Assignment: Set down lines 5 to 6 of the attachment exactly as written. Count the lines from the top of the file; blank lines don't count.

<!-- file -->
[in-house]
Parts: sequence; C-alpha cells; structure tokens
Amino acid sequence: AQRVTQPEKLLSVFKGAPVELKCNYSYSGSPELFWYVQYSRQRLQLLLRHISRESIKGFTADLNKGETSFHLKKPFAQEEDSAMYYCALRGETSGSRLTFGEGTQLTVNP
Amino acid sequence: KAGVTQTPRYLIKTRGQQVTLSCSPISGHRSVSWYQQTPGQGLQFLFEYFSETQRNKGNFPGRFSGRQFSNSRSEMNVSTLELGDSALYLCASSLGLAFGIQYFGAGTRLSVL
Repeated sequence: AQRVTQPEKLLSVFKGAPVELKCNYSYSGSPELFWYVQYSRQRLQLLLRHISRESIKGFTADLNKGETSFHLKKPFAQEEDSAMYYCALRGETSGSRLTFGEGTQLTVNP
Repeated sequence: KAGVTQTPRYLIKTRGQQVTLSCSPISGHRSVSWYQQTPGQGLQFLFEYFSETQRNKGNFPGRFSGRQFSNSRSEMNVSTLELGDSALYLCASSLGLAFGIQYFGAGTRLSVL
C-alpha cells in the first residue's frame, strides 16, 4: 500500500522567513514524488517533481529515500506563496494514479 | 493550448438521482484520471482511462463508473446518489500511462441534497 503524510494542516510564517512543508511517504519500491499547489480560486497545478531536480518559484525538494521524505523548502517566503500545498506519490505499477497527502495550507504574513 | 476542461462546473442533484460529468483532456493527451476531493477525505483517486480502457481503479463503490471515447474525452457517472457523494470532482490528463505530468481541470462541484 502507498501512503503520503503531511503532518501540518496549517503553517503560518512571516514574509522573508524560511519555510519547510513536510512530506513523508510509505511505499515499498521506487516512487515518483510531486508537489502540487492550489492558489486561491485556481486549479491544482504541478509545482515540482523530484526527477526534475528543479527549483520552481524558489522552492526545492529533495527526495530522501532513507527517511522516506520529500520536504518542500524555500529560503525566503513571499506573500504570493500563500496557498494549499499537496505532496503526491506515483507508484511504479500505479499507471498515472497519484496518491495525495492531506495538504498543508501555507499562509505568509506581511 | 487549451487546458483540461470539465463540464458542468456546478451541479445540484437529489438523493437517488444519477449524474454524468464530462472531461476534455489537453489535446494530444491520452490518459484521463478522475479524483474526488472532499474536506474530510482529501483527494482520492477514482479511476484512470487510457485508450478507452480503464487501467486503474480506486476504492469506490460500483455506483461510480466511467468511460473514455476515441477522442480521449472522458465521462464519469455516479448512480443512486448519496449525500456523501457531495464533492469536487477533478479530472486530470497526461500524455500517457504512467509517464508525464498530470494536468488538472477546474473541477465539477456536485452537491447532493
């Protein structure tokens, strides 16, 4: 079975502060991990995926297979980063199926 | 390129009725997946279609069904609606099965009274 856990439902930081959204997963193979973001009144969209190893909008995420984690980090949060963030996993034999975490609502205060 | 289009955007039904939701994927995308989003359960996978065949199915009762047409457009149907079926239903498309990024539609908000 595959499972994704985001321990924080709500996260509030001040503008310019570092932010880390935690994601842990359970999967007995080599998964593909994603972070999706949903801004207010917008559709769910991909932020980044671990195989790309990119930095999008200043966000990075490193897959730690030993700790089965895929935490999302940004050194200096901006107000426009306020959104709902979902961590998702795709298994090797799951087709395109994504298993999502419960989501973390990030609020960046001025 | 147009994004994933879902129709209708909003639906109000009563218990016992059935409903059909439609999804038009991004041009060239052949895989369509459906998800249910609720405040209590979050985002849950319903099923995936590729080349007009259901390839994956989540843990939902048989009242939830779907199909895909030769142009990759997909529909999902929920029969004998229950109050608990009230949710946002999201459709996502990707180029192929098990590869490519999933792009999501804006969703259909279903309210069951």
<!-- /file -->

Repeated sequence: AQRVTQPEKLLSVFKGAPVELKCNYSYSGSPELFWYVQYSRQRLQLLLRHISRESIKGFTADLNKGETSFHLKKPFAQEEDSAMYYCALRGETSGSRLTFGEGTQLTVNP
Repeated sequence: KAGVTQTPRYLIKTRGQQVTLSCSPISGHRSVSWYQQTPGQGLQFLFEYFSETQRNKGNFPGRFSGRQFSNSRSEMNVSTLELGDSALYLCASSLGLAFGIQYFGAGTRLSVL